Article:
Why is it that EASA have an AD about not loading passengers into the last row of seats on the A320 NEO due to a nose up pitch in a go around. Obviously a well designed aircraft.

Hakon Lokken

What we see now is the beginning of the end for B737. The mix of analog and digital technology is likely to be the fate of the aircraft type, which will be difficult to get out of if you don’t start with blank sheets

Nate Dogg

Whenever the 737 comes to an end, the A320 will also be coming to an end. If Boeing built an all composite (787 style) replacement for the 737 that can take LD3 and beat the A320 and A321 with clear viable margins, Airbus will no longer be able to charge the current rate for the A320’s and the airlines will still go for the newer design. Therefore logic says that whoever does the next move into a total new airframe will be followed by the other with a similar offering.

Gerald Brady

The A320 has more passenger room so is better for comfort but I find it depends more upon the individual airlines. I was very impressed with a dragon air A321 which had proper in flight entertainment as opposed to stripped back budget airline planes like ryanair and Tui.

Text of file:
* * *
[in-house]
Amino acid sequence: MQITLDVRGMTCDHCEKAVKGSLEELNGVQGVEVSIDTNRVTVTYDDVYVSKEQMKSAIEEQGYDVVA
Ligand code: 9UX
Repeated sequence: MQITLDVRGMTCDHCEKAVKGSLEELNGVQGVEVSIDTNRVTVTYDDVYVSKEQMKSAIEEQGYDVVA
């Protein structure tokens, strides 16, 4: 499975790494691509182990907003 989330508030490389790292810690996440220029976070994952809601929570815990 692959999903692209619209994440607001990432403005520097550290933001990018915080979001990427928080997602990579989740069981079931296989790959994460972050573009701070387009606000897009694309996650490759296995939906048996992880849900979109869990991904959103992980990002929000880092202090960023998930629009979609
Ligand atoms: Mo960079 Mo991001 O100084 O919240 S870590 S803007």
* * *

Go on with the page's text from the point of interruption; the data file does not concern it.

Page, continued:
A320 probably wins out in passenger features as well as pilot comfort (less noisy and more spacious cockpit), benefits of being more easily upgradable given its newer design and hindsight gleaned from studying the B7x7 narrow bodies as well as the DC8’s easy upgradable features.

However, technically the B737 probably edges out the A320 in terms of performance as it can fly slightly higher (less drag, wear and tear, not to mention the benefit of fuel savings) due to it having a slightly more efficient wing. Perhaps this is because it has been refined so many times over the years.

Hendrik Lokhorst

Well , the fuselage of the Airbus 320 series is wider then the Boeing 737 series, so from a passenger view the Airbus is comfortabeler , has wider Seats , wider aisle , bigger toilets and the Windows are slightly larger and placed on higher position


You have omitted the fact that the Airbus a320 cabin is substantially wider than the Boeing 737 range . This provides more seat comfort for passengers . As well the 737 is a 40+ years old airframe design which in my view renders it an antique . The fact that Boeing has now created a disasterous stretching of this airframe with engines mounted in a very unairworthy position , ref. the 737 Max , should also have been noted in your piece . Boeing has made a very big mistake in not completely redesigning this aircraft from the ground up… Read more »

Daniel Baglietto Seymour

Like both Airbus and Boeing

Daniel Baglietto Seymour

I like both Airbus & Boeing


The B737 is better.


The 737 is a prolific Performers